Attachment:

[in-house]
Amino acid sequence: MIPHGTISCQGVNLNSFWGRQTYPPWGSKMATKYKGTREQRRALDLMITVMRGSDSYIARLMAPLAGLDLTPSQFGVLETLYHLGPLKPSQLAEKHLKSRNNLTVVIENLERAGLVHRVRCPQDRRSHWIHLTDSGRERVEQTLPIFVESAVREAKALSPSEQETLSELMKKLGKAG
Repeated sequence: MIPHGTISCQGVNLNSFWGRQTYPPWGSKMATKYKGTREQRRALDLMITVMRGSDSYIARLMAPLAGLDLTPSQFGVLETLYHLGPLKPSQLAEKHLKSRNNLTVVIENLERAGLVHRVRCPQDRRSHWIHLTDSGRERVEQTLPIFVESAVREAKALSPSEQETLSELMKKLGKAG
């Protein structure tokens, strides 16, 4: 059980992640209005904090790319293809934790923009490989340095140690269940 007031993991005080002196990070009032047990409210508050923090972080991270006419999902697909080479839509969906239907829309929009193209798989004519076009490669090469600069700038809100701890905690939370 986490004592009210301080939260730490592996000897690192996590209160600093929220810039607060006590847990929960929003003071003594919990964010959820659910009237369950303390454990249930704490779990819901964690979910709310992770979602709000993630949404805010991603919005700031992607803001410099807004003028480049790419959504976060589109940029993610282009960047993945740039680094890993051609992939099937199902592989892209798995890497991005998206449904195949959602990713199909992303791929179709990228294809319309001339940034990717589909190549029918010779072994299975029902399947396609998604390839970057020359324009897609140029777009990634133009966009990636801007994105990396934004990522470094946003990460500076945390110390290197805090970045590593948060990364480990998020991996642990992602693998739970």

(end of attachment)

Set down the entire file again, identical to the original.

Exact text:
[in-house]
Amino acid sequence: MIPHGTISCQGVNLNSFWGRQTYPPWGSKMATKYKGTREQRRALDLMITVMRGSDSYIARLMAPLAGLDLTPSQFGVLETLYHLGPLKPSQLAEKHLKSRNNLTVVIENLERAGLVHRVRCPQDRRSHWIHLTDSGRERVEQTLPIFVESAVREAKALSPSEQETLSELMKKLGKAG
Repeated sequence: MIPHGTISCQGVNLNSFWGRQTYPPWGSKMATKYKGTREQRRALDLMITVMRGSDSYIARLMAPLAGLDLTPSQFGVLETLYHLGPLKPSQLAEKHLKSRNNLTVVIENLERAGLVHRVRCPQDRRSHWIHLTDSGRERVEQTLPIFVESAVREAKALSPSEQETLSELMKKLGKAG
């Protein structure tokens, strides 16, 4: 059980992640209005904090790319293809934790923009490989340095140690269940 007031993991005080002196990070009032047990409210508050923090972080991270006419999902697909080479839509969906239907829309929009193209798989004519076009490669090469600069700038809100701890905690939370 986490004592009210301080939260730490592996000897690192996590209160600093929220810039607060006590847990929960929003003071003594919990964010959820659910009237369950303390454990249930704490779990819901964690979910709310992770979602709000993630949404805010991603919005700031992607803001410099807004003028480049790419959504976060589109940029993610282009960047993945740039680094890993051609992939099937199902592989892209798995890497991005998206449904195949959602990713199909992303791929179709990228294809319309001339940034990717589909190549029918010779072994299975029902399947396609998604390839970057020359324009897609140029777009990634133009966009990636801007994105990396934004990522470094946003990460500076945390110390290197805090970045590593948060990364480990998020991996642990992602693998739970």